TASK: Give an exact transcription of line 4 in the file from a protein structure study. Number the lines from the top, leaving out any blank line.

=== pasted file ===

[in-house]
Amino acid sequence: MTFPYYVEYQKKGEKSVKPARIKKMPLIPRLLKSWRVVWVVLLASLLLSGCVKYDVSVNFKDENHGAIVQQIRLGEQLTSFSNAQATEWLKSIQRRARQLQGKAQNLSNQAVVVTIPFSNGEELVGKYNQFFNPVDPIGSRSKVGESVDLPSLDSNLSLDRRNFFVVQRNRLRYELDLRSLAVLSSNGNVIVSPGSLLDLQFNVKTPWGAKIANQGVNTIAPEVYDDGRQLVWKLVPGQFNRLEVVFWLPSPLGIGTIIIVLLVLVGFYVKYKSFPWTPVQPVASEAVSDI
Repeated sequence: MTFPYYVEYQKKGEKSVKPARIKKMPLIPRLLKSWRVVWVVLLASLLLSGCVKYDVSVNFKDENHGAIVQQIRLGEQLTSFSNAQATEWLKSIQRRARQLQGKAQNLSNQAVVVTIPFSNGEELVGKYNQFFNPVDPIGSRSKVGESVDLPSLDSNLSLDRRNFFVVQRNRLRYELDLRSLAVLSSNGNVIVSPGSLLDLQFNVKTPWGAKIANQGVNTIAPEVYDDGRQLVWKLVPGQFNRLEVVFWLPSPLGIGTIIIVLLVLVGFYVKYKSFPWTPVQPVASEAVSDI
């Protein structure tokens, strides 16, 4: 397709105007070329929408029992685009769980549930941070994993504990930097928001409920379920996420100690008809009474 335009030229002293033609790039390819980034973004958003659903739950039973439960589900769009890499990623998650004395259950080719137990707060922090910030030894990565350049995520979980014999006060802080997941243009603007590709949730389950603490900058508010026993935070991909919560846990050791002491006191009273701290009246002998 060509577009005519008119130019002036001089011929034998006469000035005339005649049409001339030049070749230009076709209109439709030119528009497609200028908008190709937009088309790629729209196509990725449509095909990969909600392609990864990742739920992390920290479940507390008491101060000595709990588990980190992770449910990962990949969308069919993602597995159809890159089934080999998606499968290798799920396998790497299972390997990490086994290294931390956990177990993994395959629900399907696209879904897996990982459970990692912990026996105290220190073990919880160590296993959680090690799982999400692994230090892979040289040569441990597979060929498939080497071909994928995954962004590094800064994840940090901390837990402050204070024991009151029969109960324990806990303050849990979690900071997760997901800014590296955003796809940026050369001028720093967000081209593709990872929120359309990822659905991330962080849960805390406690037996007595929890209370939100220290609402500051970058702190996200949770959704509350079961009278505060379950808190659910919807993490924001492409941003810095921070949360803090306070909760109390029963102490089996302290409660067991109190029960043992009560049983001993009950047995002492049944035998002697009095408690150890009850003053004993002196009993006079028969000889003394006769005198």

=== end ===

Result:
């Protein structure tokens, strides 16, 4: 397709105007070329929408029992685009769980549930941070994993504990930097928001409920379920996420100690008809009474 335009030229002293033609790039390819980034973004958003659903739950039973439960589900769009890499990623998650004395259950080719137990707060922090910030030894990565350049995520979980014999006060802080997941243009603007590709949730389950603490900058508010026993935070991909919560846990050791002491006191009273701290009246002998 060509577009005519008119130019002036001089011929034998006469000035005339005649049409001339030049070749230009076709209109439709030119528009497609200028908008190709937009088309790629729209196509990725449509095909990969909600392609990864990742739920992390920290479940507390008491101060000595709990588990980190992770449910990962990949969308069919993602597995159809890159089934080999998606499968290798799920396998790497299972390997990490086994290294931390956990177990993994395959629900399907696209879904897996990982459970990692912990026996105290220190073990919880160590296993959680090690799982999400692994230090892979040289040569441990597979060929498939080497071909994928995954962004590094800064994840940090901390837990402050204070024991009151029969109960324990806990303050849990979690900071997760997901800014590296955003796809940026050369001028720093967000081209593709990872929120359309990822659905991330962080849960805390406690037996007595929890209370939100220290609402500051970058702190996200949770959704509350079961009278505060379950808190659910919807993490924001492409941003810095921070949360803090306070909760109390029963102490089996302290409660067991109190029960043992009560049983001993009950047995002492049944035998002697009095408690150890009850003053004993002196009993006079028969000889003394006769005198």